Saturday, April 5, 2008

Musicians Look to TV for Boost

According to Nickelback, “We all just want to be big rock stars.” But in today’s music industry, it’s not just sex, drugs and rock ’n’ roll that launch an artist to stardom.

For a musician to become a star, they must be able to navigate the ever-changing terrain of music consumption. This includes using traditional techniques such as touring, self-promotion or an appearance on a hit movie soundtrack (think “Juno”), as well as utilizing television commercials, reality shows and hit sitcoms.

Some of the most successful artists in the past few years, like the pop stars from the Disney Empire, have established fanbases from television.

It’s almost impossible to avoid the sugary pop that Disney markets so successfully. Disney Channel shows have become megahits among tweens, and this success has carried over onto the music charts. The “High School Musical” soundtrack shot to No. 1, making it the first television soundtrack to claim that spot since the “Miami Vice” soundtrack in 1985. Similarly, tickets for “Hannah Montana” star Miley Cyrus’ Best of Both Worlds Tour sold out in minutes, and the tour added 14 dates due to popular demand.

These two Disney Channel creations have become phenomena many critics find mystifying, and meanwhile the tween demographic seems to be defining pop entertainment.

Likewise, alumni from the reality show “American Idol” have stormed the charts. Carrie Underwood’s debut album, Some Hearts, scored the idol five Grammys, while Chris Daughtry’s first single “It’s Not Over” was one of the top 10 most played songs on the radio in 2007.

Despite the huge success of some, “American Idol” simultaneously seemed to be in trouble. Former competitors like Taylor Hicks, Katherine McPhee and Ruben Studdard were all dismissed from their respective record labels, and, for the first time in its six years on the air, the show’s ratings declined. Simon Cowell, the vituperative critic, said in several interviews that if the talent did not improve, the show would have to come to an end.

But this season, ratings have improved and contestants like David Archuleta and David Cook are receiving rave reviews from critics and music industry insiders alike. The show may be able to create stars on the level of Kelly Clarkson yet again this year.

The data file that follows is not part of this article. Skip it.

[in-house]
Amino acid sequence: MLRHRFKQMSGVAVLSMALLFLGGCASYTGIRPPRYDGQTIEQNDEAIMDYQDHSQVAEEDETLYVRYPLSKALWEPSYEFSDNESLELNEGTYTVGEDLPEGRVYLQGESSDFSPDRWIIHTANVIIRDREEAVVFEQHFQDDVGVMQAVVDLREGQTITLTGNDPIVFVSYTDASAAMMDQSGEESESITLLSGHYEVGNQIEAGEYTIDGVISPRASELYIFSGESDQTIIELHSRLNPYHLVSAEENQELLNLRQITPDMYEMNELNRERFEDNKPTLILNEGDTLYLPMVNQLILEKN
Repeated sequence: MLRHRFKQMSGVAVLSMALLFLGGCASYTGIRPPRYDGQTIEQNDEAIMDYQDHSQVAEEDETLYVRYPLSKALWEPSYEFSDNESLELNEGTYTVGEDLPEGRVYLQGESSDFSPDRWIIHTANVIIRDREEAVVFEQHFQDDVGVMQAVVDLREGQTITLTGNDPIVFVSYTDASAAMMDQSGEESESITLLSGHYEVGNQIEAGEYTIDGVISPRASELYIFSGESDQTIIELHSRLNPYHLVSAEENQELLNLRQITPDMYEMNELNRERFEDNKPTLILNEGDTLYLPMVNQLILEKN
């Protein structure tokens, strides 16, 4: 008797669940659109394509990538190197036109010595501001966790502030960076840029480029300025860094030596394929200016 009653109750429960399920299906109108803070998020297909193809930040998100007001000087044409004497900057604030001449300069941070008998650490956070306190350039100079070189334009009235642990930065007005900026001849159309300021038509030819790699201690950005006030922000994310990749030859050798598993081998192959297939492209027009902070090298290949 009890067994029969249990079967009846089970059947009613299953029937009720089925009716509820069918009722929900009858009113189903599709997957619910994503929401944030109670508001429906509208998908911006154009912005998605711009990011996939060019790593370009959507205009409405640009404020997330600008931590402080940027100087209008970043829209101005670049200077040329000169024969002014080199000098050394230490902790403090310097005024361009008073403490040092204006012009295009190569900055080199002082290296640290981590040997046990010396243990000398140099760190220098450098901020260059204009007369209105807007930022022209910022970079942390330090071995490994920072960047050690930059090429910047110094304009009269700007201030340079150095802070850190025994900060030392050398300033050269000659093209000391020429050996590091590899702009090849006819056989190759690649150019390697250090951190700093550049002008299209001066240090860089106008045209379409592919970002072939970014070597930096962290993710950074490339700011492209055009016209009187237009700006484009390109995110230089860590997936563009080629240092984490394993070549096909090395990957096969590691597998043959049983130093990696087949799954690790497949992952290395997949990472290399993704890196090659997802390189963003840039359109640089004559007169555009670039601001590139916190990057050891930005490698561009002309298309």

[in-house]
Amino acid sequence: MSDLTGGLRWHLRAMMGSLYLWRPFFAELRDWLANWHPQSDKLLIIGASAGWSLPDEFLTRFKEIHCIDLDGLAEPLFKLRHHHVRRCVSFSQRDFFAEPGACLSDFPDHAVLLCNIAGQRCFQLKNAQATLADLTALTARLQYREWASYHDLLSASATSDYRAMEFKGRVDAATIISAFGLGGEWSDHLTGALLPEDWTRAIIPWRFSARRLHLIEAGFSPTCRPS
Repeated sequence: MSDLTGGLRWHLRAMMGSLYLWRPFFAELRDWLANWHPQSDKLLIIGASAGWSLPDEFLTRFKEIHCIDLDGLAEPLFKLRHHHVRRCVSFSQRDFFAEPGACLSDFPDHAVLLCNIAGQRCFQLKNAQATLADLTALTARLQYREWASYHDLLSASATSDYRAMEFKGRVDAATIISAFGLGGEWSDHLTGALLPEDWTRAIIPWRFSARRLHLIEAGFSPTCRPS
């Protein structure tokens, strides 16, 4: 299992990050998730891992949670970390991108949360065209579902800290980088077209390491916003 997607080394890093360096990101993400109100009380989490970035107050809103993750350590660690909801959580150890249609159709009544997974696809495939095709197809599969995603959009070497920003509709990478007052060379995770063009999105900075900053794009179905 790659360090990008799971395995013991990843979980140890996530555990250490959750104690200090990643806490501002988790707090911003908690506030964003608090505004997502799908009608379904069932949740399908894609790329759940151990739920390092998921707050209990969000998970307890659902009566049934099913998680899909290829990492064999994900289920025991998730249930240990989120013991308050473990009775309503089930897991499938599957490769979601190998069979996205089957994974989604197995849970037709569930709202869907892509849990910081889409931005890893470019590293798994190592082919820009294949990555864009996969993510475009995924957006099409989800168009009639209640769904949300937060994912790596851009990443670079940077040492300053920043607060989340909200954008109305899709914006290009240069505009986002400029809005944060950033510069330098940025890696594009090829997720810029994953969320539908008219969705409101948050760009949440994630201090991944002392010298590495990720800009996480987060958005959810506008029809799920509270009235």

But not all artists need a starring role on a TV program to achieve mainstream success. A recent trend in music promotion is the placement of songs in commercials. Previews for the third season of “Grey’s Anatomy” propelled The Fray’s “How to Save a Life” to No. 3 on the Billboard charts. Similar chart-climbing success occurred for Sara Bareilles’ “Love Song” and Feist’s “1234” following advertisements for Rhapsody and Apple, respectively. Ingrid Michaelson saw her album, Girls and Boys, jump to the second most downloaded album in the country after her song, “The Way I Am,” appeared in an Old Navy commercial.

The unavoidable truth is that artists both new and old must cultivate a significant audience from a variety of media. Many established bands have embraced the sorts of innovative promotions that have catapulted young artists to the top of the charts.

Take Radiohead, which released its most recent album, In Rainbows, essentially for free on its website months before selling it in stores. R.E.M. now releases rough, unfinished studio recordings on its homepage. Even Madonna first released her new single, “4 Minutes,” as a ringtone download in Europe.

So if you have dreams of becoming a big rock star, you have a couple options. Either you can increase your popularity through word of mouth via YouTube and MySpace, or you can establish a television audience with a Disney Channel sitcom, a spot on “American Idol” or a Gap commercial.

That sounds pretty easy.

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